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Some users requested password protection over the contact data, raising comparison with other address book programs which provide password protection. They are concerned by the privacy protection of address book data.

While password protection may be a basic measurement for your privacy, it is more important for you to understand what security protections you need, and what resources have been available, while there are many security solutions around.

Is the address book the only data that needs password protection? Are you concerned by the privacy of address book data only?

While putting a lock on an address book program or its database is looking secured as some address book programs in the market do, we don't believe that an address book is a good place to apply comprehensive security measurements, considering the balance of the security of your private data, and the convenience of using such data. For example, for security of your home, you installed locks on the front door and the back door, will you install locks on every bed rooms, bathrooms and toilets? Yes, it will be more secured if you do so, obviously, however, you will lost some conveniences of living.

MS Windows NT and following versions (Windows 2000/XP/Vista) already provided some front door locks for you. You need to log-on to access your computer (if you did not setup auto-logon). When you leave for a moment, you can lock the computer's screen and keyboard (by default pressing Ctrl+Alt+Del). Otherwise, anyone can access other private data of yours even if you have your address book data locked. You are not going to put locks on every pieces of your private data and the related programs, while keeping the front doors of your computers open.

If you use Open Contacts in desktop mode, You may put those database files into a working directory exclusively accessed by your account. So the other users won't be able to access your data. A common place of such protected area is your Windows profile area. For example, you may create a sub-directory under "My Documents" as working directory of Open Contacts.

In addition, you may consider using the built-in encryption function of Windows to encrypt your private directories.

If you use Open Contacts in LAN environment, you may put the database file in a secured server. Workstations should not be able to access the database file directly if the system administrator has properly done the job, but through Firebird database server. Please work with your system administrator to improve data security. If the contact data contain linked files, the directories of these files should allow workstations authenticated by Windows networking system to access.

You may argue that if the computer gets stolen or the external drives such as USB memory drive get lost, the address book data will risk of exposing to unauthorized uses. Yes, we are going to talk about how to further protect your address book data, as well as other private data.

An SQL database can be secured when authentication mechanism is sound and the database files are kept in a safe place. If the files get stolen, the authentication mechanism will take no effect. While it is not rare to encrypt data in a database, however, this will bring penalty to performance, and queries will be made difficult.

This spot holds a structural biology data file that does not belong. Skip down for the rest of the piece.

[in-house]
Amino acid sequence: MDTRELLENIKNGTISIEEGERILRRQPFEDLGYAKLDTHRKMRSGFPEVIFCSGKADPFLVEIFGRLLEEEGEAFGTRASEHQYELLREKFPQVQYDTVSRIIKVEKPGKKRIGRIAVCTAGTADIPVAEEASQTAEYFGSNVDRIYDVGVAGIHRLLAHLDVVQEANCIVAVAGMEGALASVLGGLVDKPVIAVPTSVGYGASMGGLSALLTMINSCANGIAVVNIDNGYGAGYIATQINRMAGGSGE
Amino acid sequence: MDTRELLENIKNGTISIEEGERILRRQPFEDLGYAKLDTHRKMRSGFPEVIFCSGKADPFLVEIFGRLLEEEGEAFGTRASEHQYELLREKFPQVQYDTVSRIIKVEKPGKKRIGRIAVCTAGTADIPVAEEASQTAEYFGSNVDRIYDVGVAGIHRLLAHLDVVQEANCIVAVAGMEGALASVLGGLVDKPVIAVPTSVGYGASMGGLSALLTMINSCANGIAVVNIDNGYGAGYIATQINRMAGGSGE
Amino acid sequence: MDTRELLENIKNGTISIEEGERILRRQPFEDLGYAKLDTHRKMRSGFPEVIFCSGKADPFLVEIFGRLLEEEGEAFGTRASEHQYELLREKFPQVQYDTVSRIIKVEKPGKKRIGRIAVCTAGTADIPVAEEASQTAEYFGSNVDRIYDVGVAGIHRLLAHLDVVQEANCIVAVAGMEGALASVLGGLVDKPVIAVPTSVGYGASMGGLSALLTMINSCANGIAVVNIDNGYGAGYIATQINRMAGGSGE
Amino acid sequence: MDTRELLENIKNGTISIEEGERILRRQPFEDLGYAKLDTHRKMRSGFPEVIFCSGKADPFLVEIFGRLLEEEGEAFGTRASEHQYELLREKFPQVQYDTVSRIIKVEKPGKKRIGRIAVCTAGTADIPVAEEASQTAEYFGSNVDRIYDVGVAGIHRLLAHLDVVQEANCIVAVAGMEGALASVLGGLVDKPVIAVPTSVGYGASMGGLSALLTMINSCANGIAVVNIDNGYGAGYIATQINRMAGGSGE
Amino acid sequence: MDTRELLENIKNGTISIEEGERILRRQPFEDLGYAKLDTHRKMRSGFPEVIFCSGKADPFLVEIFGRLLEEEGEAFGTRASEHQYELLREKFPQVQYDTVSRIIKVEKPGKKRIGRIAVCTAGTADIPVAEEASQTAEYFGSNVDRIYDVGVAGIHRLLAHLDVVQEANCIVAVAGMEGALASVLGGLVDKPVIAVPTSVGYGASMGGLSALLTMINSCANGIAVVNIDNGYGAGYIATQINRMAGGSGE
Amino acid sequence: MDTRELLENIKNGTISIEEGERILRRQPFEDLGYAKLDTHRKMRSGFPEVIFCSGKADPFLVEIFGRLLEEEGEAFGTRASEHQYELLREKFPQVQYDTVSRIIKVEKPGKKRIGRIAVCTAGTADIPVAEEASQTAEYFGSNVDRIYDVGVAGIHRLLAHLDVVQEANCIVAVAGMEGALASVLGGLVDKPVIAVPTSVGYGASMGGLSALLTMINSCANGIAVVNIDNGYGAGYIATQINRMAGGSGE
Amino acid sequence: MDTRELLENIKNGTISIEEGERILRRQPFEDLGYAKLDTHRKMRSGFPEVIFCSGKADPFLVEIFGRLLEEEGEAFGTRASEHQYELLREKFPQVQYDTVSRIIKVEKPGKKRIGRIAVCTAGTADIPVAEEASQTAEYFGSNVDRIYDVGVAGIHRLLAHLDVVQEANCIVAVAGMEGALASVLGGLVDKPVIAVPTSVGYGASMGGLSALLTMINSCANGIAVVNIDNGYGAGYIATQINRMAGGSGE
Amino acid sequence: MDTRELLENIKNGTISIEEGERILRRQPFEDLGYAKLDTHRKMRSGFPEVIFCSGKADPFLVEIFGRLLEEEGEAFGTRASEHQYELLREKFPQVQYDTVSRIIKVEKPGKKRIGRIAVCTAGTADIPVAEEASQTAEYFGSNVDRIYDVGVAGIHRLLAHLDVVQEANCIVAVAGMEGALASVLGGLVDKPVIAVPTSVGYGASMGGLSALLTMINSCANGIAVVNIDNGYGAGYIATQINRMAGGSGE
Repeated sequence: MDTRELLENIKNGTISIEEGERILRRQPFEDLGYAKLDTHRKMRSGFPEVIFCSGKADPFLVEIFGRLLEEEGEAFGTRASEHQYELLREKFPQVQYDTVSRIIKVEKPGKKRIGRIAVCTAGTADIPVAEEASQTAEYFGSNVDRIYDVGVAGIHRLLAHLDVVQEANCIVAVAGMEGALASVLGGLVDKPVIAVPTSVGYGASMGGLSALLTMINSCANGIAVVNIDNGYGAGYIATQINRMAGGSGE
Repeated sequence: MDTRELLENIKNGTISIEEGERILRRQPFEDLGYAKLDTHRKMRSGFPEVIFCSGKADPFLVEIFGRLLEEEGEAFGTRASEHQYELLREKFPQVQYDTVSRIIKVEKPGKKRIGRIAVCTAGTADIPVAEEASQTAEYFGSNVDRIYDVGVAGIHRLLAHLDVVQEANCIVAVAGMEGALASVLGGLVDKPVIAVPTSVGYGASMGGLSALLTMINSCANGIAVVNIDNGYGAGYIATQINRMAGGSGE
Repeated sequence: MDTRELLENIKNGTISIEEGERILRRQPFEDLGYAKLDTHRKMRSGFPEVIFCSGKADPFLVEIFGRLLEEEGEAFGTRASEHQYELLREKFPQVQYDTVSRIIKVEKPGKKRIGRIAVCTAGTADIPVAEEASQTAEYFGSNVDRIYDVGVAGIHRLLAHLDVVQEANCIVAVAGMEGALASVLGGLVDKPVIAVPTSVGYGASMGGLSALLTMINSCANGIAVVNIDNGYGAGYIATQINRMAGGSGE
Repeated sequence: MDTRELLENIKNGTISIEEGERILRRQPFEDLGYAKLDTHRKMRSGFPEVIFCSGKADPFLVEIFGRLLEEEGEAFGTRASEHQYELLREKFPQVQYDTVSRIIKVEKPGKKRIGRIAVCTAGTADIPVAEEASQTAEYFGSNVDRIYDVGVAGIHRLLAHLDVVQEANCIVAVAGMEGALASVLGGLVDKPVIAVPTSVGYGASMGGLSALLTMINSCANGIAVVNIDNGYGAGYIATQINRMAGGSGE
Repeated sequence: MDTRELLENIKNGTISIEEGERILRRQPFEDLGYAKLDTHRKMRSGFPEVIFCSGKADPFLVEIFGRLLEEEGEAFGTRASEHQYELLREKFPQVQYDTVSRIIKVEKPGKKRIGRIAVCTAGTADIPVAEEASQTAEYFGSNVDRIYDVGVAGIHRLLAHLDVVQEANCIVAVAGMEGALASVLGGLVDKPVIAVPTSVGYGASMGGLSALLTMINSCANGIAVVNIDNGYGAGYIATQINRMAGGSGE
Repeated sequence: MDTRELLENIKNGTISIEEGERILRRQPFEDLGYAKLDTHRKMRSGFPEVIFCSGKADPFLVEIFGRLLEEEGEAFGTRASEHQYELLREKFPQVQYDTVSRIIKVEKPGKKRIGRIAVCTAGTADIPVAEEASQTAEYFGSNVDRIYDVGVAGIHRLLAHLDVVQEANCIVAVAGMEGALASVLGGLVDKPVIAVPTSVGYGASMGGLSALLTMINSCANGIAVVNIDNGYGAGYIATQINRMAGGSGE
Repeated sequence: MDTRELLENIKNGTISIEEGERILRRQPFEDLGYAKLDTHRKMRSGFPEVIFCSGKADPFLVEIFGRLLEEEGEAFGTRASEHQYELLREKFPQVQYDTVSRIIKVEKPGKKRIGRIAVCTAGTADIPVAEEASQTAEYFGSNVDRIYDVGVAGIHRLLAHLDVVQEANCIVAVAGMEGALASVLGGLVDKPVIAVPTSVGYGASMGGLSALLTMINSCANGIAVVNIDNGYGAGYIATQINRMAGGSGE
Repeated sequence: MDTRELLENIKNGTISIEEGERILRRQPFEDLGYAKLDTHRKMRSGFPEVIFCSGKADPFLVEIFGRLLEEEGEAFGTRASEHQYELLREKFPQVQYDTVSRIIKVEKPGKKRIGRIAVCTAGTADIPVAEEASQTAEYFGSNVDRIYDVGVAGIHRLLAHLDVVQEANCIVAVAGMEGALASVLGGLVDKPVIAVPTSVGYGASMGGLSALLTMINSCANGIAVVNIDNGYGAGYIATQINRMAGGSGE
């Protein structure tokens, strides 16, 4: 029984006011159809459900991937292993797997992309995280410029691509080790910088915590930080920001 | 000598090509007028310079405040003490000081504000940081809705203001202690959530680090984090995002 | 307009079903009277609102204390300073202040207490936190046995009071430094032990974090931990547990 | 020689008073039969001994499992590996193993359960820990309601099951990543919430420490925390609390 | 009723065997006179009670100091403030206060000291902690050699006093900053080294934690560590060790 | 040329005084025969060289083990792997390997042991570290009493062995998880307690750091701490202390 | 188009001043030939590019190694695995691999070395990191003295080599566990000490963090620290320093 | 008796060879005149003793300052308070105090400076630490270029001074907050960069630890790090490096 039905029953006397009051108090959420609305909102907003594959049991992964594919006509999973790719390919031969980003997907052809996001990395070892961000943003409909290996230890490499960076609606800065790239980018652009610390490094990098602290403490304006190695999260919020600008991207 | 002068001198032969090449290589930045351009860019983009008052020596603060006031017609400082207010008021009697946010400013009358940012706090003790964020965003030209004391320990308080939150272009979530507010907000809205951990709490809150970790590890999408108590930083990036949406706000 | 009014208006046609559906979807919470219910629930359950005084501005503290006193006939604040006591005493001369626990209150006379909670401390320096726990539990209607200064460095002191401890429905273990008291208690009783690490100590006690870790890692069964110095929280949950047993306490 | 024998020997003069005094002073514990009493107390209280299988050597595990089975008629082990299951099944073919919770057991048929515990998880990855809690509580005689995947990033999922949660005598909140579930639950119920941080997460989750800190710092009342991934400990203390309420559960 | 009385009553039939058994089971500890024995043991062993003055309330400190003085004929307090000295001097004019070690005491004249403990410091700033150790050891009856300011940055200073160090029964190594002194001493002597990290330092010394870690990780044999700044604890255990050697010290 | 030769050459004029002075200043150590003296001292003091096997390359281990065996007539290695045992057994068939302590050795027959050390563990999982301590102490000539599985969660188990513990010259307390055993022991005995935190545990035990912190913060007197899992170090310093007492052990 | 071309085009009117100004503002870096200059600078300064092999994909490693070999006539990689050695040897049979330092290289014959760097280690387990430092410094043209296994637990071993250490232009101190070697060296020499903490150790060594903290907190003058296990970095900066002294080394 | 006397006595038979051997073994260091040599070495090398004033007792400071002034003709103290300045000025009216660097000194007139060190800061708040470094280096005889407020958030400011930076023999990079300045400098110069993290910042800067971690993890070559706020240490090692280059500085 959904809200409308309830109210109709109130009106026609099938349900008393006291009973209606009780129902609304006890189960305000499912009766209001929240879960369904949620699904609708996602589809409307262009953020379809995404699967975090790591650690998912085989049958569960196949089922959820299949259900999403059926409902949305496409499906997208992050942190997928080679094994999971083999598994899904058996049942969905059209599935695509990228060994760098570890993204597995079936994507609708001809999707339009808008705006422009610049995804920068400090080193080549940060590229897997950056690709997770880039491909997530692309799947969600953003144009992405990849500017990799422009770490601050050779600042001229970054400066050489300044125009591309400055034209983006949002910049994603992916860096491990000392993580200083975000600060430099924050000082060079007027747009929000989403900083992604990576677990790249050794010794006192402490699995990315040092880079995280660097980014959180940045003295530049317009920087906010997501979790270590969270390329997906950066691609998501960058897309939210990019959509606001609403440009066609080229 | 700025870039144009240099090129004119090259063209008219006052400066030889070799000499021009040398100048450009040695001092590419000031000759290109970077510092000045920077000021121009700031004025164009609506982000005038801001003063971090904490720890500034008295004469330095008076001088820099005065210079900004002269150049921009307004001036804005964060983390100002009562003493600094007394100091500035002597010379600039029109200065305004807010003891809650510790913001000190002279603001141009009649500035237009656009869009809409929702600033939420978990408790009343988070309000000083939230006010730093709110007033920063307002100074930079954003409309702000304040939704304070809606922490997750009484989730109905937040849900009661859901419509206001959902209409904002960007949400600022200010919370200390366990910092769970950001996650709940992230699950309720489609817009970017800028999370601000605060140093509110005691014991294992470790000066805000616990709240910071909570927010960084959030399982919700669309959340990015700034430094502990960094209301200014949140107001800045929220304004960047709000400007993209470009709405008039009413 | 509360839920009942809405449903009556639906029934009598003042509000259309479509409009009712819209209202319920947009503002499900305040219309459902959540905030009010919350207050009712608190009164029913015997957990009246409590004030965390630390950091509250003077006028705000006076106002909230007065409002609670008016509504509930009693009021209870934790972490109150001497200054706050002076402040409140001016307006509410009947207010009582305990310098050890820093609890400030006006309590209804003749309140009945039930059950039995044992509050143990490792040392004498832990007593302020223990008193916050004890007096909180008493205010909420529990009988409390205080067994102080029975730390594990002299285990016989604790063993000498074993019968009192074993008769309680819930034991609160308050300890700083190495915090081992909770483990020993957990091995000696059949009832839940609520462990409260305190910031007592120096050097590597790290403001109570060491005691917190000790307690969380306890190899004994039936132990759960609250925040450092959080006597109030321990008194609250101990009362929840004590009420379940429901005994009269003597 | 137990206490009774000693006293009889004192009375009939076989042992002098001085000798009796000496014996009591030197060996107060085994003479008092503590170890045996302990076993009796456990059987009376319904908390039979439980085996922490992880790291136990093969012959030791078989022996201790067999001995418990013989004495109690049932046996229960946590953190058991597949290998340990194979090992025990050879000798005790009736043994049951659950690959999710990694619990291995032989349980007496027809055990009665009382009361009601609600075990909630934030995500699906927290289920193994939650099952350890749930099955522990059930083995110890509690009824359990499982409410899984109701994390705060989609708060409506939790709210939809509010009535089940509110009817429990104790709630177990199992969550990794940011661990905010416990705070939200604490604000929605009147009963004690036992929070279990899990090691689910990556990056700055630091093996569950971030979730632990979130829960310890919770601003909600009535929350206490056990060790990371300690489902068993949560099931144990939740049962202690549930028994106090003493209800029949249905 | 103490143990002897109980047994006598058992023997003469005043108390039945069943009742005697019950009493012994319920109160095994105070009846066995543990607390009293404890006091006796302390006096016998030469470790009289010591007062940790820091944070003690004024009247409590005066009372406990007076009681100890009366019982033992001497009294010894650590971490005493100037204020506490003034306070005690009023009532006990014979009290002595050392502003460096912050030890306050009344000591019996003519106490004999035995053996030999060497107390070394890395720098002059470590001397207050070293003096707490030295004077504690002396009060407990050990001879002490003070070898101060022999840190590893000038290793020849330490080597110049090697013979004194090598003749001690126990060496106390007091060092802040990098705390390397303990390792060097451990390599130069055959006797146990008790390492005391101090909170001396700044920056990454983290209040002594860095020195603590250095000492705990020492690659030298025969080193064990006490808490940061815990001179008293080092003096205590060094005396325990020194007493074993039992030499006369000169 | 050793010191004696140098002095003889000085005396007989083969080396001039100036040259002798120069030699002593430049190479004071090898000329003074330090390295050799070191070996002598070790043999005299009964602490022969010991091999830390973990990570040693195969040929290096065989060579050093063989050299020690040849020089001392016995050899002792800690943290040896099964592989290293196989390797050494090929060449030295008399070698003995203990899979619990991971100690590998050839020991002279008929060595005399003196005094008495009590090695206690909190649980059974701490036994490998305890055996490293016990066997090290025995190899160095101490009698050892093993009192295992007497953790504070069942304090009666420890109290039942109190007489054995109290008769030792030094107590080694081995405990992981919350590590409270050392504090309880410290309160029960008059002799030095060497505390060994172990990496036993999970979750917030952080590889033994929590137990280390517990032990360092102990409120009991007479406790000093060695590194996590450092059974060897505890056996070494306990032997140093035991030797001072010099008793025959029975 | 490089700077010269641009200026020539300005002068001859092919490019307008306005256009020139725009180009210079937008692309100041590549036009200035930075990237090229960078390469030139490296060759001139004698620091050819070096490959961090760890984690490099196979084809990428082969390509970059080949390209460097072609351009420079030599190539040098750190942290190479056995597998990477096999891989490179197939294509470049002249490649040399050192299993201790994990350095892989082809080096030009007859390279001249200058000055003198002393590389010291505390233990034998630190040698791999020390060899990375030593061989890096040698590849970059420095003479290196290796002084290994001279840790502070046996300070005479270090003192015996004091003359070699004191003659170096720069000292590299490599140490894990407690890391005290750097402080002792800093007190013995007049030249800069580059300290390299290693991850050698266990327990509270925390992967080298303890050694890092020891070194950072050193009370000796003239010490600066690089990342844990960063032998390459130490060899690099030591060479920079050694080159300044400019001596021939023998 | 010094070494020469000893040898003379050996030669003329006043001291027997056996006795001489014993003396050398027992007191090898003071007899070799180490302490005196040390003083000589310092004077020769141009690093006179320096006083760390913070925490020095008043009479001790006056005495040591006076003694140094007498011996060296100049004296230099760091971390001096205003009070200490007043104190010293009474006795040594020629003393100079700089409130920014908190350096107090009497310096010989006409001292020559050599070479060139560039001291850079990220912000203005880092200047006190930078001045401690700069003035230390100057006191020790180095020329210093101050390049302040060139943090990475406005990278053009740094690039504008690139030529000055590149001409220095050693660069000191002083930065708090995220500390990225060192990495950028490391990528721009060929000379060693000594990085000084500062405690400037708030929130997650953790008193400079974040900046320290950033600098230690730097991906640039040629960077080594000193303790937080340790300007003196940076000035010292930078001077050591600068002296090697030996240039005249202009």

Data security is a big topic not likely to be discussed here in detail. Though Open Contacts does not provide built-in security, however, the program conforms to Windows security model, and it is easy and practical to use existing resources to introduce high level of security to Open Contacts, without costing you a penny.

You may consider to encrypt the directories using Windows' built-in encryption ( Apply to NT, Windows 2000, Windows Server 2003, XP with NTFS file system volumes). Before you do this, please ensure that you understand how this works so that you don't do something to destroy the data access forever. For example, if you keep the password secured well, even the system administrator won't be able to access the data. All of this are fully documented in the Help of Windows by looking through both "file permissions" and "encryption". For further answers and questions about encrypted directories, please contact Microsoft supports or check relevant newsgroups.

If you use Open Contacts in an external drive with which NTFS can hardly work, you may consider to use an open source freeware program called TrueCrypt located at www.truecrypt.org. TrueCrypt also supports green installation on an external drive. You may then put Open Contacts and related files to the encrypted container managed by TrueCrypt. Please study the TrueCrypt website and the user manual for more details.

Please note, we do not provide technical supports to general questions about Windows, LUA, encryption and TrueCrypt etc. Please write to respective parties for further assistant.

Summary of Acquiring Data Security

  1. Log-on protection of Windows, and screen-lock protection.
  2. Run with Least-Privileged User Account.
  3. Encrypt personal folders of your hard disks using Windows (NTFS systems) built-in encryption and permissions.
  4. In LAN environment, secure the server and the network authentication.
  5. For using private data on external drives like USB memory drive or portable hard disk, use TrueCrypt.

The advices above apply to protecting Open Contacts' data, as well as your general practices of protecting your private data.

Regarding to protecting private data on external drives with TrueCrypt, you might be interested in reading "How to Build Portable PIM".